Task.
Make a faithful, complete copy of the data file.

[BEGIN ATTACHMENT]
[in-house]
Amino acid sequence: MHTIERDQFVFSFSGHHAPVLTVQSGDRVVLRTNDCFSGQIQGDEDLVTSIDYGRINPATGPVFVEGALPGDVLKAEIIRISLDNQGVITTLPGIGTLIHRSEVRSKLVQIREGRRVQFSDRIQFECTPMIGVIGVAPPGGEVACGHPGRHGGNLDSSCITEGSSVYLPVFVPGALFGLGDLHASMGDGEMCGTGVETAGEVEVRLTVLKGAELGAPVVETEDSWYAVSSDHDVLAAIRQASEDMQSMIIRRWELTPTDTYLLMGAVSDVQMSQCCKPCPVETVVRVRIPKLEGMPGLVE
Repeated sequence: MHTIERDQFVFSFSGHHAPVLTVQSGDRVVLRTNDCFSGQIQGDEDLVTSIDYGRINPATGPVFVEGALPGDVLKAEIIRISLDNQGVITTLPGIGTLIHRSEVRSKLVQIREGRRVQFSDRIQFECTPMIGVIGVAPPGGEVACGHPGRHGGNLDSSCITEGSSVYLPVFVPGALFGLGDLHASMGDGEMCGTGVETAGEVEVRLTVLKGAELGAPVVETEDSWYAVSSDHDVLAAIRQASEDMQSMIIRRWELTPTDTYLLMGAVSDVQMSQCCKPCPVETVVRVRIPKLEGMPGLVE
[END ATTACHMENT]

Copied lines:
[in-house]
Amino acid sequence: MHTIERDQFVFSFSGHHAPVLTVQSGDRVVLRTNDCFSGQIQGDEDLVTSIDYGRINPATGPVFVEGALPGDVLKAEIIRISLDNQGVITTLPGIGTLIHRSEVRSKLVQIREGRRVQFSDRIQFECTPMIGVIGVAPPGGEVACGHPGRHGGNLDSSCITEGSSVYLPVFVPGALFGLGDLHASMGDGEMCGTGVETAGEVEVRLTVLKGAELGAPVVETEDSWYAVSSDHDVLAAIRQASEDMQSMIIRRWELTPTDTYLLMGAVSDVQMSQCCKPCPVETVVRVRIPKLEGMPGLVE
Repeated sequence: MHTIERDQFVFSFSGHHAPVLTVQSGDRVVLRTNDCFSGQIQGDEDLVTSIDYGRINPATGPVFVEGALPGDVLKAEIIRISLDNQGVITTLPGIGTLIHRSEVRSKLVQIREGRRVQFSDRIQFECTPMIGVIGVAPPGGEVACGHPGRHGGNLDSSCITEGSSVYLPVFVPGALFGLGDLHASMGDGEMCGTGVETAGEVEVRLTVLKGAELGAPVVETEDSWYAVSSDHDVLAAIRQASEDMQSMIIRRWELTPTDTYLLMGAVSDVQMSQCCKPCPVETVVRVRIPKLEGMPGLVE